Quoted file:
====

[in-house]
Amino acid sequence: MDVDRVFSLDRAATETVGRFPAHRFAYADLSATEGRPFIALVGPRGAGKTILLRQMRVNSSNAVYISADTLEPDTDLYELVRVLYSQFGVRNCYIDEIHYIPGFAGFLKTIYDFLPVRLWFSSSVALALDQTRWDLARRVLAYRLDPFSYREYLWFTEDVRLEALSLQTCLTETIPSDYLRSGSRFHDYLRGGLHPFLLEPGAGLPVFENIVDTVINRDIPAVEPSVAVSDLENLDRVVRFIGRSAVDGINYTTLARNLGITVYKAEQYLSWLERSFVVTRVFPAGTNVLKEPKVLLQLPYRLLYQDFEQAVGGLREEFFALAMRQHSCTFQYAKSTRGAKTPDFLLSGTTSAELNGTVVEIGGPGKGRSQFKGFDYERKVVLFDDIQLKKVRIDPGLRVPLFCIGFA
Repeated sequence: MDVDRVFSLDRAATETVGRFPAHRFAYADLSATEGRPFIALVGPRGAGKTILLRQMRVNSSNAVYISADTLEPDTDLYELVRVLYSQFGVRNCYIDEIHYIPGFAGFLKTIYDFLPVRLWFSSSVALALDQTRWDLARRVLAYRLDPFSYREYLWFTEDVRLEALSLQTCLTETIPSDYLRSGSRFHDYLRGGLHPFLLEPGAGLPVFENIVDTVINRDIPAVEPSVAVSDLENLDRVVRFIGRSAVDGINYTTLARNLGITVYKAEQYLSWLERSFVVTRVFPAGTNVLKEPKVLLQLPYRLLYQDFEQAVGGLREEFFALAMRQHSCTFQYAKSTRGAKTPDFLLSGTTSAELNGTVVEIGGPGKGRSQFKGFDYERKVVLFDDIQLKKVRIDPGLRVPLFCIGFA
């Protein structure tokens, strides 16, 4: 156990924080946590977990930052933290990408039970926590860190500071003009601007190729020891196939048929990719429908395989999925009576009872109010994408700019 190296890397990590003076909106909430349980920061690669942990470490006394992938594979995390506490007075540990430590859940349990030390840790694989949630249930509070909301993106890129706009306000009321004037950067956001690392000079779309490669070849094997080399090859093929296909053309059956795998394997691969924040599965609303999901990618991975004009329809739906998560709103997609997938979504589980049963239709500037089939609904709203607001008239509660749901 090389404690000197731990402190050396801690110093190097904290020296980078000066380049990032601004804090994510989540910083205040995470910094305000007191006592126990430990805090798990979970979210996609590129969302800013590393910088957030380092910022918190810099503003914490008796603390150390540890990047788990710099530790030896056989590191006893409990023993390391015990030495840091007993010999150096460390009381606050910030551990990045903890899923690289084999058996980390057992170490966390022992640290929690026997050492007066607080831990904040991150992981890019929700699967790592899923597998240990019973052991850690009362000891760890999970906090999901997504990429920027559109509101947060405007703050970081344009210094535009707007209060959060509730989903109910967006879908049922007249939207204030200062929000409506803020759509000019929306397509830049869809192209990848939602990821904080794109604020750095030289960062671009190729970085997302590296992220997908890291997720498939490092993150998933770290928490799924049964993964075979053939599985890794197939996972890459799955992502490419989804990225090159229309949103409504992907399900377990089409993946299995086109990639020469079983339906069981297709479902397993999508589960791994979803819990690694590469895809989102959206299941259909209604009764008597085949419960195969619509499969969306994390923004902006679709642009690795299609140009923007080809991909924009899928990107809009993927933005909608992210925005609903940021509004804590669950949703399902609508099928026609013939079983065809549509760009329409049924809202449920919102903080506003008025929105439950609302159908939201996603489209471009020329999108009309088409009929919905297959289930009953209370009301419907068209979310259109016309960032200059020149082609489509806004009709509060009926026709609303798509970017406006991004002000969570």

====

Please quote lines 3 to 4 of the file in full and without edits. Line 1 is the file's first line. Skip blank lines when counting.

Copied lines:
Repeated sequence: MDVDRVFSLDRAATETVGRFPAHRFAYADLSATEGRPFIALVGPRGAGKTILLRQMRVNSSNAVYISADTLEPDTDLYELVRVLYSQFGVRNCYIDEIHYIPGFAGFLKTIYDFLPVRLWFSSSVALALDQTRWDLARRVLAYRLDPFSYREYLWFTEDVRLEALSLQTCLTETIPSDYLRSGSRFHDYLRGGLHPFLLEPGAGLPVFENIVDTVINRDIPAVEPSVAVSDLENLDRVVRFIGRSAVDGINYTTLARNLGITVYKAEQYLSWLERSFVVTRVFPAGTNVLKEPKVLLQLPYRLLYQDFEQAVGGLREEFFALAMRQHSCTFQYAKSTRGAKTPDFLLSGTTSAELNGTVVEIGGPGKGRSQFKGFDYERKVVLFDDIQLKKVRIDPGLRVPLFCIGFA
């Protein structure tokens, strides 16, 4: 156990924080946590977990930052933290990408039970926590860190500071003009601007190729020891196939048929990719429908395989999925009576009872109010994408700019 190296890397990590003076909106909430349980920061690669942990470490006394992938594979995390506490007075540990430590859940349990030390840790694989949630249930509070909301993106890129706009306000009321004037950067956001690392000079779309490669070849094997080399090859093929296909053309059956795998394997691969924040599965609303999901990618991975004009329809739906998560709103997609997938979504589980049963239709500037089939609904709203607001008239509660749901 090389404690000197731990402190050396801690110093190097904290020296980078000066380049990032601004804090994510989540910083205040995470910094305000007191006592126990430990805090798990979970979210996609590129969302800013590393910088957030380092910022918190810099503003914490008796603390150390540890990047788990710099530790030896056989590191006893409990023993390391015990030495840091007993010999150096460390009381606050910030551990990045903890899923690289084999058996980390057992170490966390022992640290929690026997050492007066607080831990904040991150992981890019929700699967790592899923597998240990019973052991850690009362000891760890999970906090999901997504990429920027559109509101947060405007703050970081344009210094535009707007209060959060509730989903109910967006879908049922007249939207204030200062929000409506803020759509000019929306397509830049869809192209990848939602990821904080794109604020750095030289960062671009190729970085997302590296992220997908890291997720498939490092993150998933770290928490799924049964993964075979053939599985890794197939996972890459799955992502490419989804990225090159229309949103409504992907399900377990089409993946299995086109990639020469079983339906069981297709479902397993999508589960791994979803819990690694590469895809989102959206299941259909209604009764008597085949419960195969619509499969969306994390923004902006679709642009690795299609140009923007080809991909924009899928990107809009993927933005909608992210925005609903940021509004804590669950949703399902609508099928026609013939079983065809549509760009329409049924809202449920919102903080506003008025929105439950609302159908939201996603489209471009020329999108009309088409009929919905297959289930009953209370009301419907068209979310259109016309960032200059020149082609489509806004009709509060009926026709609303798509970017406006991004002000969570």